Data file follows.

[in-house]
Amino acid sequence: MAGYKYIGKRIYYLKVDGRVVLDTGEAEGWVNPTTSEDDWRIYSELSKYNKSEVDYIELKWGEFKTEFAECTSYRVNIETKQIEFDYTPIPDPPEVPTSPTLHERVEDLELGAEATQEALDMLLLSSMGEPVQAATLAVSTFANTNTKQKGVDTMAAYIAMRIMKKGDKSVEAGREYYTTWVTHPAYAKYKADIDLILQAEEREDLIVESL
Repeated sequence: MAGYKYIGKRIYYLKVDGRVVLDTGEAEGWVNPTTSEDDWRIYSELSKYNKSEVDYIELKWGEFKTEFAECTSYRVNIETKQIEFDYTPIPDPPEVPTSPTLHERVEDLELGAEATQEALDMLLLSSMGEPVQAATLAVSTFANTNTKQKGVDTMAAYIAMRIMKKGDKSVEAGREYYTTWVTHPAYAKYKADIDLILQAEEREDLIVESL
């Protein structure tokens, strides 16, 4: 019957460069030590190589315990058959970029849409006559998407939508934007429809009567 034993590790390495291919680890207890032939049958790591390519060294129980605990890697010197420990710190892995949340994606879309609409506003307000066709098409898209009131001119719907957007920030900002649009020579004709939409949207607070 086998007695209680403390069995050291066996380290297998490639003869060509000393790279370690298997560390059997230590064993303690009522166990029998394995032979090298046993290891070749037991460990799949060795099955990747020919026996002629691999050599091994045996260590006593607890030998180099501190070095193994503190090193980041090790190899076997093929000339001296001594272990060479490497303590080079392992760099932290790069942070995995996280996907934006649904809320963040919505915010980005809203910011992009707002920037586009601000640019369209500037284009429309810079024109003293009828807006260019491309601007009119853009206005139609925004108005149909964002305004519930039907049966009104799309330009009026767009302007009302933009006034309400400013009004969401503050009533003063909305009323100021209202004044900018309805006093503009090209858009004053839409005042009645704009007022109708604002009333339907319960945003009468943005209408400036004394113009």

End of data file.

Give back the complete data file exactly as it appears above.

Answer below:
[in-house]
Amino acid sequence: MAGYKYIGKRIYYLKVDGRVVLDTGEAEGWVNPTTSEDDWRIYSELSKYNKSEVDYIELKWGEFKTEFAECTSYRVNIETKQIEFDYTPIPDPPEVPTSPTLHERVEDLELGAEATQEALDMLLLSSMGEPVQAATLAVSTFANTNTKQKGVDTMAAYIAMRIMKKGDKSVEAGREYYTTWVTHPAYAKYKADIDLILQAEEREDLIVESL
Repeated sequence: MAGYKYIGKRIYYLKVDGRVVLDTGEAEGWVNPTTSEDDWRIYSELSKYNKSEVDYIELKWGEFKTEFAECTSYRVNIETKQIEFDYTPIPDPPEVPTSPTLHERVEDLELGAEATQEALDMLLLSSMGEPVQAATLAVSTFANTNTKQKGVDTMAAYIAMRIMKKGDKSVEAGREYYTTWVTHPAYAKYKADIDLILQAEEREDLIVESL
């Protein structure tokens, strides 16, 4: 019957460069030590190589315990058959970029849409006559998407939508934007429809009567 034993590790390495291919680890207890032939049958790591390519060294129980605990890697010197420990710190892995949340994606879309609409506003307000066709098409898209009131001119719907957007920030900002649009020579004709939409949207607070 086998007695209680403390069995050291066996380290297998490639003869060509000393790279370690298997560390059997230590064993303690009522166990029998394995032979090298046993290891070749037991460990799949060795099955990747020919026996002629691999050599091994045996260590006593607890030998180099501190070095193994503190090193980041090790190899076997093929000339001296001594272990060479490497303590080079392992760099932290790069942070995995996280996907934006649904809320963040919505915010980005809203910011992009707002920037586009601000640019369209500037284009429309810079024109003293009828807006260019491309601007009119853009206005139609925004108005149909964002305004519930039907049966009104799309330009009026767009302007009302933009006034309400400013009004969401503050009533003063909305009323100021209202004044900018309805006093503009090209858009004053839409005042009645704009007022109708604002009333339907319960945003009468943005209408400036004394113009």